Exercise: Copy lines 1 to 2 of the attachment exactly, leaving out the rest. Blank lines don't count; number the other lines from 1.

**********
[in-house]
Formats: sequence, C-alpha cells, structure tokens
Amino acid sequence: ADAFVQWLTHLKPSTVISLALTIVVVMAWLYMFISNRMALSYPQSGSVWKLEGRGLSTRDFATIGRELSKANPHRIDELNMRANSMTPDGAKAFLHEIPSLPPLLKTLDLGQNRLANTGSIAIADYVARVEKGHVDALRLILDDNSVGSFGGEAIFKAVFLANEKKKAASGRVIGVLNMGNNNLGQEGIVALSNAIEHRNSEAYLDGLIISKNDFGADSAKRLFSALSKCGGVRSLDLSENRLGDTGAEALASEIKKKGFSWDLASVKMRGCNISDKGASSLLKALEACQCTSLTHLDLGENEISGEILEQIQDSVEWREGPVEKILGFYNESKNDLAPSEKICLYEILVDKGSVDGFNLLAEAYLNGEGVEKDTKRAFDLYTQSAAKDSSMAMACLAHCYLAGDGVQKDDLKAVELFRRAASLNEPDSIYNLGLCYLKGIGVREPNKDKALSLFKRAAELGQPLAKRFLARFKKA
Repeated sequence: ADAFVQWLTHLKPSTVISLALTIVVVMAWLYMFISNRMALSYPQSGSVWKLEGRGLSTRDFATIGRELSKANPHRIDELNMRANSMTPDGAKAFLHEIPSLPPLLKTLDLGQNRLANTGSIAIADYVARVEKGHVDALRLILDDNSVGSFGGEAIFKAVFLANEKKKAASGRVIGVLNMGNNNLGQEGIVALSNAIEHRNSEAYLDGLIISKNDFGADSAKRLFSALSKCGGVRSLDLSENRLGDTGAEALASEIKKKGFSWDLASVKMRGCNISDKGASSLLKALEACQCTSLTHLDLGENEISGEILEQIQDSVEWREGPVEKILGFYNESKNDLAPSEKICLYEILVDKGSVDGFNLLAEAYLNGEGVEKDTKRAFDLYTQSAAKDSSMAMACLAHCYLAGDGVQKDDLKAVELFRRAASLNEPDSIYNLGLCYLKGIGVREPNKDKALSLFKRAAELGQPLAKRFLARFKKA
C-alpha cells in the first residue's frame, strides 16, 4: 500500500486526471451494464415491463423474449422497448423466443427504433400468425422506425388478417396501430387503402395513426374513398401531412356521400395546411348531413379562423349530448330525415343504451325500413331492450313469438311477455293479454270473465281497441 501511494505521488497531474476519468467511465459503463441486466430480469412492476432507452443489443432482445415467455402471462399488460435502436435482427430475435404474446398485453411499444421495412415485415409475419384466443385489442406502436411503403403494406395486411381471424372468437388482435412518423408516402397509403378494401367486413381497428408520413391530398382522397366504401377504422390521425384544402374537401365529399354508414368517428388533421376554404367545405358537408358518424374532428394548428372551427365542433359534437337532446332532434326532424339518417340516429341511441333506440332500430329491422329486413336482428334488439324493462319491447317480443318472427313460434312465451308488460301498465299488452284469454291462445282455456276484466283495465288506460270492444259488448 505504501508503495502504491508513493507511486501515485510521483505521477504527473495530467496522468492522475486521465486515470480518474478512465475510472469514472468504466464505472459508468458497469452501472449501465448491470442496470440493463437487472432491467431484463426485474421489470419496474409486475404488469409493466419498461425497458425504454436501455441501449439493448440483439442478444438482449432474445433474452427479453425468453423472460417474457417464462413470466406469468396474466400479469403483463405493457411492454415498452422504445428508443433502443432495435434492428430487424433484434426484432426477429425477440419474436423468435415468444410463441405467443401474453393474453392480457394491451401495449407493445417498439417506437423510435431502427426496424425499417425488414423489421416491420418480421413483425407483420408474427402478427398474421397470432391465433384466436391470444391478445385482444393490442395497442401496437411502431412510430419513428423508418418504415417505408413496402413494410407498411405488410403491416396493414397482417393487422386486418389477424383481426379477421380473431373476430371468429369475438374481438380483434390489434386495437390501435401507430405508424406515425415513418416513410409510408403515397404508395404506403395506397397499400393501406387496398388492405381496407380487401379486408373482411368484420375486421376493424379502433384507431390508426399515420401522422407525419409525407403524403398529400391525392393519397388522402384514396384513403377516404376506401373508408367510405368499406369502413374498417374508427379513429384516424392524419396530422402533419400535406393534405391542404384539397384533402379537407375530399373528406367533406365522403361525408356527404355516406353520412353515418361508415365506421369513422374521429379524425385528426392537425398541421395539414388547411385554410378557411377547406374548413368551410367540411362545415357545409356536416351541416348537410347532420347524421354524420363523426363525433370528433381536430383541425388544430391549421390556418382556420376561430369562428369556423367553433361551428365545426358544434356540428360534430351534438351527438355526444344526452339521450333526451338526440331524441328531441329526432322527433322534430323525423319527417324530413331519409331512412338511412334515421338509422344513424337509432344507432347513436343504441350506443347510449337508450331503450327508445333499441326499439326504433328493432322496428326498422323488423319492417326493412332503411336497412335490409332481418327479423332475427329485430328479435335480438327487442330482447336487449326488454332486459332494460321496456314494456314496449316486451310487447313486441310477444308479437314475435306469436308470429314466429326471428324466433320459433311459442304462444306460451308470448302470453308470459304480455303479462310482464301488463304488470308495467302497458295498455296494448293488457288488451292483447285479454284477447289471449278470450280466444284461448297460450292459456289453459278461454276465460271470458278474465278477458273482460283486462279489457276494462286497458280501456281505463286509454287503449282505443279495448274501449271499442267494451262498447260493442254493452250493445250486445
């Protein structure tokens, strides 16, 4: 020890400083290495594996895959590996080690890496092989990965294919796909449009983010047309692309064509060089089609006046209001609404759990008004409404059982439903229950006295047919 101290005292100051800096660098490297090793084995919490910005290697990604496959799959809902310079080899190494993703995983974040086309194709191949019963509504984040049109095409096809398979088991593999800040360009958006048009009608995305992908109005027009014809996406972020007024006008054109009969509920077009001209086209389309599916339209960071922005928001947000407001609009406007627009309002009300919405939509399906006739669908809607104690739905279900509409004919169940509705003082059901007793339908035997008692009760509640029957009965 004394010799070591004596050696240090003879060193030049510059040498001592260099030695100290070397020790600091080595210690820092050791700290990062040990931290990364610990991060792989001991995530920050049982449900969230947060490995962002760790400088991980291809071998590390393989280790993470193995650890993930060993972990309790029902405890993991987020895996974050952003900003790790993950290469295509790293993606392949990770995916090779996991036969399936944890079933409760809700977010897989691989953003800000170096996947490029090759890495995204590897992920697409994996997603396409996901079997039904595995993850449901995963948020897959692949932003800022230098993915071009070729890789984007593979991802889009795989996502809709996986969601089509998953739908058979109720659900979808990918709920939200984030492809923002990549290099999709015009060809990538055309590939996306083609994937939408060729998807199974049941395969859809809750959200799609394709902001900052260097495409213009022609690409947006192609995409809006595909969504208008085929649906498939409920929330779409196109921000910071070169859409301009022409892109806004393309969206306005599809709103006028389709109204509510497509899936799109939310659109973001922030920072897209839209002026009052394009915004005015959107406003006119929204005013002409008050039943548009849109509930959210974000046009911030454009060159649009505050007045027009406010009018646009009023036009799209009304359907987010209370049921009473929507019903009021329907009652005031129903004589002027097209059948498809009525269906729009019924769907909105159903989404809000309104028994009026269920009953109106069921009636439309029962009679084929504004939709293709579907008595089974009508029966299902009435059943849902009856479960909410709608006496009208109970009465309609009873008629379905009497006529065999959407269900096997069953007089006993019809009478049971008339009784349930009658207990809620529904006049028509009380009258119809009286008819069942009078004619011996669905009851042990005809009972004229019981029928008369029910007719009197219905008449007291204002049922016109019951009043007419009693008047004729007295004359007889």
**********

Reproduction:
[in-house]
Formats: sequence, C-alpha cells, structure tokens